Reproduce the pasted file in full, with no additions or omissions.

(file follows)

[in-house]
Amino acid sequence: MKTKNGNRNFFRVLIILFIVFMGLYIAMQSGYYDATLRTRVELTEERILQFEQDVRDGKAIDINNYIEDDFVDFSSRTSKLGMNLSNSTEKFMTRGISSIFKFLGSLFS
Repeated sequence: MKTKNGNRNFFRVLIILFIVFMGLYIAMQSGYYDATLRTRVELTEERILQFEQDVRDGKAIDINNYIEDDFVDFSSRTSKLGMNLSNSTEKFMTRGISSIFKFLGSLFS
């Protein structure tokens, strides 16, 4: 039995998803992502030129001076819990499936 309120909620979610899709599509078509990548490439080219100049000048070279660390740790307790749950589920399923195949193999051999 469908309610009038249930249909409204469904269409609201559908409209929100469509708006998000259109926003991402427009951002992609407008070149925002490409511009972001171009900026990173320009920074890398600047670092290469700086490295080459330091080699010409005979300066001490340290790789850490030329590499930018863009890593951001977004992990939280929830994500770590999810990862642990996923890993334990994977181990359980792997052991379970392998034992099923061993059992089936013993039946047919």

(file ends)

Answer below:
[in-house]
Amino acid sequence: MKTKNGNRNFFRVLIILFIVFMGLYIAMQSGYYDATLRTRVELTEERILQFEQDVRDGKAIDINNYIEDDFVDFSSRTSKLGMNLSNSTEKFMTRGISSIFKFLGSLFS
Repeated sequence: MKTKNGNRNFFRVLIILFIVFMGLYIAMQSGYYDATLRTRVELTEERILQFEQDVRDGKAIDINNYIEDDFVDFSSRTSKLGMNLSNSTEKFMTRGISSIFKFLGSLFS
């Protein structure tokens, strides 16, 4: 039995998803992502030129001076819990499936 309120909620979610899709599509078509990548490439080219100049000048070279660390740790307790749950589920399923195949193999051999 469908309610009038249930249909409204469904269409609201559908409209929100469509708006998000259109926003991402427009951002992609407008070149925002490409511009972001171009900026990173320009920074890398600047670092290469700086490295080459330091080699010409005979300066001490340290790789850490030329590499930018863009890593951001977004992990939280929830994500770590999810990862642990996923890993334990994977181990359980792997052991379970392998034992099923061993059992089936013993039946047919």